In Eastern DRC, Rebels Take Advantage of Experience and Terrain
By Joe De Capua / Kari Barber
Washington / Goma
14 December 2007
The fighting between government troops and rebels in the eastern DRC continues, as thousands of civilians flee the area looking for safe haven. Reporter Kari Barber is in Goma monitoring developments. She spoke to English to Africa Service reporter Joe De Capua about fighting between government forces and those loyal to rebel leader Laurent Nkunda.
“The fighting is still pretty heavy…the government offensive…started about December 3rd, December 4th, the government began their offensive against the renegade general, Laurent Nkunda. The government had some success in the first few days. But then after that, many of those positions they took the rebels then retook in the past week. There have been a lot of rebel advances. They’ve taken back territory and the city that the government had taken and they’ve even gone a little bit further in some places. For example in the city of Mushake, a key city, which the government had taken back, the rebels are now on the hills around the city,” she says.
Barber says this could turn into a protracted military campaign for the government. “Of course the government was optimistic. They had 20,000 soldiers against Nkunda’s estimated 4,000 rebels…they came in with a lot of firepower and were talking about mortars and rockets and AK-47s, a lot of ammunition…became quite confident after some early victories. And then the rebels took advantage when they were not expecting it…rebels worked in more difficult times, for example, during the rain and during the night when the army was not prepared. The rebels know this territory better. A lot of this is territory they’ve had for a while…so this does look like this is not going to be an easy victory,” she says.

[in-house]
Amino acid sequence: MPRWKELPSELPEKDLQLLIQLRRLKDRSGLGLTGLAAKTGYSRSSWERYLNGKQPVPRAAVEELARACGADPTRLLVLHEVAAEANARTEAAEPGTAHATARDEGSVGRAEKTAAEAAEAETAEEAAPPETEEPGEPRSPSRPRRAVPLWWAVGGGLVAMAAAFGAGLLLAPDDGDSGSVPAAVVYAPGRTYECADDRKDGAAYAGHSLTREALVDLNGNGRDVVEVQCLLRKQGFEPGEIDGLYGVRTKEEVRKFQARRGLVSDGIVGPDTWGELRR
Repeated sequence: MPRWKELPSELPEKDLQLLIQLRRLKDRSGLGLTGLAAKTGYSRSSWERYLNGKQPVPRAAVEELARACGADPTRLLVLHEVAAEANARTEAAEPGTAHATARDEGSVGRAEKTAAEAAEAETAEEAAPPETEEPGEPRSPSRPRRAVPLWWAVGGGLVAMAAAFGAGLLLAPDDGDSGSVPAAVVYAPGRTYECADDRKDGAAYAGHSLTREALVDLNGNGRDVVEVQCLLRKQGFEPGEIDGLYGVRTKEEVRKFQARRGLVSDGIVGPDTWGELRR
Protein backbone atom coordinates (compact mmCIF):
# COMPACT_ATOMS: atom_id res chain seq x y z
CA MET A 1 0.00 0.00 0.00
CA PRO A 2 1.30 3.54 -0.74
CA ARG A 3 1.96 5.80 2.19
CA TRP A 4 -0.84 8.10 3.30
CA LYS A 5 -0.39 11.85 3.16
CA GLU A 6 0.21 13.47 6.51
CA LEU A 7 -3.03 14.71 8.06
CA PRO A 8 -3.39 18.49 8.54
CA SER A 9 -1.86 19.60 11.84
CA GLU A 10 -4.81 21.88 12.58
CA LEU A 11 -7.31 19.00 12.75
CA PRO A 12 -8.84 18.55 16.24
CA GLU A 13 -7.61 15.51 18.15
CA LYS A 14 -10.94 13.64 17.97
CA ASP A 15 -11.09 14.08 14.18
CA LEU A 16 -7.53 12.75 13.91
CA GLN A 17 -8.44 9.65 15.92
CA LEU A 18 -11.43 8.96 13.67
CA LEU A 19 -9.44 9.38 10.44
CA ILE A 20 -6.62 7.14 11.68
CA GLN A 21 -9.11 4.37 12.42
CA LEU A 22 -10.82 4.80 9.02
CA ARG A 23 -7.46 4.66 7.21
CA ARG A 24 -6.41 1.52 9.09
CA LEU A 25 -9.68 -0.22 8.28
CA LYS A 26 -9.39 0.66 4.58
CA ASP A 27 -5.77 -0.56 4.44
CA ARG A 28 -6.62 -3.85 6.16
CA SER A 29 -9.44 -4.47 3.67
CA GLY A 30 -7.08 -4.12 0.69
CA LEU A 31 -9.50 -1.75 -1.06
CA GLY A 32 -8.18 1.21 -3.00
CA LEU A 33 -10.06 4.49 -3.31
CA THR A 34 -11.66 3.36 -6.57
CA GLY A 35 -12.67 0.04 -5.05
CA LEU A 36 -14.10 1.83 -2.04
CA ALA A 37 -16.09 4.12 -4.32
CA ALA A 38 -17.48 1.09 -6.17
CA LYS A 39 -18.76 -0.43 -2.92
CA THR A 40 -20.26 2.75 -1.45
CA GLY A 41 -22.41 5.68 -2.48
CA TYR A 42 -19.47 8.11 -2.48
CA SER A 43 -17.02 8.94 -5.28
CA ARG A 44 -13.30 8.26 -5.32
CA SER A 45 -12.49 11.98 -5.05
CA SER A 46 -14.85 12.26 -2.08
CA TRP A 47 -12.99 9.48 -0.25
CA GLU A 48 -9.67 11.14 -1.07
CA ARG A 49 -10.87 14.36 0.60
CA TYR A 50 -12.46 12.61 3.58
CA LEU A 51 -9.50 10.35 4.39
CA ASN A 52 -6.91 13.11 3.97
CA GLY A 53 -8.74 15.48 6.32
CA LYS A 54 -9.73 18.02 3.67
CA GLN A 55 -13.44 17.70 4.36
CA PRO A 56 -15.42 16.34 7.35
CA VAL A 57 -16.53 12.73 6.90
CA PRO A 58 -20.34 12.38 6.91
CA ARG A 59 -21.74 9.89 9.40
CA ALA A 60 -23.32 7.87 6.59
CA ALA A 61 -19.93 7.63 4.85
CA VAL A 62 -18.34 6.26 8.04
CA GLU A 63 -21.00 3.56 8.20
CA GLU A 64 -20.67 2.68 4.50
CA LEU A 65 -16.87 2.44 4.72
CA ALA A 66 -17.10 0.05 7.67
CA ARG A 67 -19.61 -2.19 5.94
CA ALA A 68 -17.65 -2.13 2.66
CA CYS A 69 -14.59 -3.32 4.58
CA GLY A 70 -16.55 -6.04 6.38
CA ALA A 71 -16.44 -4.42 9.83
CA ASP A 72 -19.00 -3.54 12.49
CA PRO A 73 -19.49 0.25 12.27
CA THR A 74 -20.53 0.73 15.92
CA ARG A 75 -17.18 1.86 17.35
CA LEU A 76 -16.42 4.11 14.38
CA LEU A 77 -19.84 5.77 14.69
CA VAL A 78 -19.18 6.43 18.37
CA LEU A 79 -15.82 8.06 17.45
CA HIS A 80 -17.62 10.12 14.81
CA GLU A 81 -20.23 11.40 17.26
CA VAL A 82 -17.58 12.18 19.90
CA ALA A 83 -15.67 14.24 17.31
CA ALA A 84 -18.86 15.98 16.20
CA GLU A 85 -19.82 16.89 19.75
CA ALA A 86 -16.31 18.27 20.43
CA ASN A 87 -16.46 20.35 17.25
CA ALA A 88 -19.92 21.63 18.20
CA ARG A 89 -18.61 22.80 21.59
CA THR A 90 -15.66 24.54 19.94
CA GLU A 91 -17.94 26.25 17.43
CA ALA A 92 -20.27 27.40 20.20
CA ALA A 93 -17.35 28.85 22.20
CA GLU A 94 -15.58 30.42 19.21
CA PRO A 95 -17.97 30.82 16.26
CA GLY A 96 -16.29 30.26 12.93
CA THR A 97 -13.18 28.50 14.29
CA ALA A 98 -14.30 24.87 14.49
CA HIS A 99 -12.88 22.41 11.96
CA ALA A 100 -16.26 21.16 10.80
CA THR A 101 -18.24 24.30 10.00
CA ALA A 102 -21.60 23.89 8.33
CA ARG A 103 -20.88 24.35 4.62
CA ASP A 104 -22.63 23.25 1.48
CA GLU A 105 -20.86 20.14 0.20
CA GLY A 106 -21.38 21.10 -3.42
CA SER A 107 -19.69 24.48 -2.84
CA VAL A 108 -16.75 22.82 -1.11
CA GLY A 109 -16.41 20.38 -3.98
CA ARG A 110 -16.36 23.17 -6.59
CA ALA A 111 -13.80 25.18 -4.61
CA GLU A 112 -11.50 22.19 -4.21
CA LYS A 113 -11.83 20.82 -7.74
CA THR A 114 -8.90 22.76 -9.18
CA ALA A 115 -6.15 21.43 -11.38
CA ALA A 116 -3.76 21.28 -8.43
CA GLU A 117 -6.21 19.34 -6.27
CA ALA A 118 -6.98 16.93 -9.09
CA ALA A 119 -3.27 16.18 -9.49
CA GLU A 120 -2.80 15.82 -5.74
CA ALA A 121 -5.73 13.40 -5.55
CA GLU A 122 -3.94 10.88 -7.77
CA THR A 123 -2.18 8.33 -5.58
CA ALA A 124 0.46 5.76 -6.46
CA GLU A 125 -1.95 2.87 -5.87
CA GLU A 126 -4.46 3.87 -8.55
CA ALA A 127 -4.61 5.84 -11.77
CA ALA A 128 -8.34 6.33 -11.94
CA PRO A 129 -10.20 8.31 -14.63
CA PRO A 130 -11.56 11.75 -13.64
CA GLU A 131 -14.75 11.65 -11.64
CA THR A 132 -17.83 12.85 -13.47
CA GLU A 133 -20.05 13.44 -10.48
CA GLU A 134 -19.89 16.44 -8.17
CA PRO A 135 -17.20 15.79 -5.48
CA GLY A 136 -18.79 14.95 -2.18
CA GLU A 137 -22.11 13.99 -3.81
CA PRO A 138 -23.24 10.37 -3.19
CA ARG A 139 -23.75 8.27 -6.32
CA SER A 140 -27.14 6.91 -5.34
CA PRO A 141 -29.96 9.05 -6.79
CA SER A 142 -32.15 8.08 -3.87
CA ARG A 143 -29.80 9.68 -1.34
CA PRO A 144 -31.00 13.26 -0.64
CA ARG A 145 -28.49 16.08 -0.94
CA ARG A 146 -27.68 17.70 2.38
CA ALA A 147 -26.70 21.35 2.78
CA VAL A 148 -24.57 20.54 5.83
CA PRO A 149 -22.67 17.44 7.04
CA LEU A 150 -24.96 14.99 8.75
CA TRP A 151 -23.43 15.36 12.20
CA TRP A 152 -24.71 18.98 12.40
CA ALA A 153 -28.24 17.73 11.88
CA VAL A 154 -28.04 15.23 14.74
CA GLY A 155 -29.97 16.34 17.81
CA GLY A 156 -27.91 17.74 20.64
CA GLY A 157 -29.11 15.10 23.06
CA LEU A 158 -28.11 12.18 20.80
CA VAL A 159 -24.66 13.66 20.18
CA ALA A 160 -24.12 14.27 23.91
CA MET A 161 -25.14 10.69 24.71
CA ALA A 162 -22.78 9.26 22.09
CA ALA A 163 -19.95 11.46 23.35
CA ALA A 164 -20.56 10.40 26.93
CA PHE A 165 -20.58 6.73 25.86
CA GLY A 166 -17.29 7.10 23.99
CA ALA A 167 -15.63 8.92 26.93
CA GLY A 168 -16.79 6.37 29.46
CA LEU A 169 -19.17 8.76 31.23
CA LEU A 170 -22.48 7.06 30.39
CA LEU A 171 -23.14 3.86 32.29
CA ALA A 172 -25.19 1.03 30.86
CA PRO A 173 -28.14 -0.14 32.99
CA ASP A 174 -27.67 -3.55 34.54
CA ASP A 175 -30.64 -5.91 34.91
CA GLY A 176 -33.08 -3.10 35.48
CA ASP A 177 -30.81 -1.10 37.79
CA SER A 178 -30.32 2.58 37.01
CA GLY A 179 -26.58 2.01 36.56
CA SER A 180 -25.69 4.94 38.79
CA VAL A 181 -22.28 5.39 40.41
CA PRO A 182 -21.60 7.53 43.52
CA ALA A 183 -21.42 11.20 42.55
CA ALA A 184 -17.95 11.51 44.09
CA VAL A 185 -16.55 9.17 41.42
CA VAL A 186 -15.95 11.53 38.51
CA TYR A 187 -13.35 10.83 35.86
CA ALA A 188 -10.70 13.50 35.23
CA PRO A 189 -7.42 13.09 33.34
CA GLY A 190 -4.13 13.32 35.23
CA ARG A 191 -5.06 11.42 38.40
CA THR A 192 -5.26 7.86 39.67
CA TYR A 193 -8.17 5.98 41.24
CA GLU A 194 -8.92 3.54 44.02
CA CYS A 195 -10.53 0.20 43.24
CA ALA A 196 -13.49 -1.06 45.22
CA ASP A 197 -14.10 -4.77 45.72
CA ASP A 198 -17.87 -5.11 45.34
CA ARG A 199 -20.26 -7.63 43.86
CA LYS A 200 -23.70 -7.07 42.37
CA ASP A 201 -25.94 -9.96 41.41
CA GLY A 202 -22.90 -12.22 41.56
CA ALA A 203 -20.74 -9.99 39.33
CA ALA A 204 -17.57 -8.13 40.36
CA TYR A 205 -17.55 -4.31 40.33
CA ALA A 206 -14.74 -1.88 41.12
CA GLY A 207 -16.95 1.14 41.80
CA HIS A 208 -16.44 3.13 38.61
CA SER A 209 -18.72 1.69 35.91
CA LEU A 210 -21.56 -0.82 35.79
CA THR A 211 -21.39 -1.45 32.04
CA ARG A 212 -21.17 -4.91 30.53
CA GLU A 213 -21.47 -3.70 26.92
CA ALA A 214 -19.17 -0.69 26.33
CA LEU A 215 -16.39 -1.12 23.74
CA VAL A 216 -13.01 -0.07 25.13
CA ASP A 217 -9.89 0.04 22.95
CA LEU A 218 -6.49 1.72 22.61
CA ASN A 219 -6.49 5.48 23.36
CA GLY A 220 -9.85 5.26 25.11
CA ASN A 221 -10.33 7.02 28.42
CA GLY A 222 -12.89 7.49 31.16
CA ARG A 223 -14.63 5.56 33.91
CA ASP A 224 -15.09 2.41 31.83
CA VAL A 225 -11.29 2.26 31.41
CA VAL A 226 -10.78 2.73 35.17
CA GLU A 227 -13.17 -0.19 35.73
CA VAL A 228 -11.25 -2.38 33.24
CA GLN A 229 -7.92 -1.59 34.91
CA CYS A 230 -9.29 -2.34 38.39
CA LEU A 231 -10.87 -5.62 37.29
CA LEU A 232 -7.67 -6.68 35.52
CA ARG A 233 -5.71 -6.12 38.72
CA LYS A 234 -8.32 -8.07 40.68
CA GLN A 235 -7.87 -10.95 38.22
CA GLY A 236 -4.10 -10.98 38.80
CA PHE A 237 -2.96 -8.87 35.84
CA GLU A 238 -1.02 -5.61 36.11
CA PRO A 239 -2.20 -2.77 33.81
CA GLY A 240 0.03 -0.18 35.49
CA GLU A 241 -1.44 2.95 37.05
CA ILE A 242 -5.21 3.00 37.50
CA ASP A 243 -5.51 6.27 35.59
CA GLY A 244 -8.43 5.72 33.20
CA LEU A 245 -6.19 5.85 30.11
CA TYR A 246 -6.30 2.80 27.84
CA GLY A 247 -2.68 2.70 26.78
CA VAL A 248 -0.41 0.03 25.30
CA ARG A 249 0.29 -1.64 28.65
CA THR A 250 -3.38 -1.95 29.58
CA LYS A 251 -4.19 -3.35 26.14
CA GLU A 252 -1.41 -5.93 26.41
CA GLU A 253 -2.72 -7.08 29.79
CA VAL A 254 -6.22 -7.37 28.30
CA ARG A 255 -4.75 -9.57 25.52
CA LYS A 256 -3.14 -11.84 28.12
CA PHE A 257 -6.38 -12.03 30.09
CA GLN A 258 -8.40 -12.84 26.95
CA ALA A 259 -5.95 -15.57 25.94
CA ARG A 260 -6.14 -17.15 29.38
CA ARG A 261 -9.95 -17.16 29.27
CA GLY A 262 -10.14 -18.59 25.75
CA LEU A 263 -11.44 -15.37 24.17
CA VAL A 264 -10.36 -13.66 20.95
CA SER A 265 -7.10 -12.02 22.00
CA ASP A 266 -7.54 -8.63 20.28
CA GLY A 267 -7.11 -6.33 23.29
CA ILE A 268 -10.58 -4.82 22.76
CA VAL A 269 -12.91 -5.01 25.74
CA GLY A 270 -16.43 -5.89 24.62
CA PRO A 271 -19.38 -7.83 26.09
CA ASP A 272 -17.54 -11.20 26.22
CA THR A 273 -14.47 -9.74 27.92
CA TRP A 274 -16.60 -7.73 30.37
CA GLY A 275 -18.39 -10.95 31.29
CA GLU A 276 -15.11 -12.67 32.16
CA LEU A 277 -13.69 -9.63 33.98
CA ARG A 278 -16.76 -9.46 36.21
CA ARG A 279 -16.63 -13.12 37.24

As for government forces, Barber says, “The army has the support, some support, of the UN mission here in some ways. But this is also a new army. And this is an army that has very little money and has not had a lot of time to coordinate their efforts.”
The rebels have not been answering their phone to talk to reporters of late. The government says the offensive will continue and that it will be victorious.
Barber says she’s seen thousands of people this week fleeing areas where the fighting is taking place. Many are going to Goma or to camps for the displaced. The UNHCR is trying to determine how many people need help and what kind of help.
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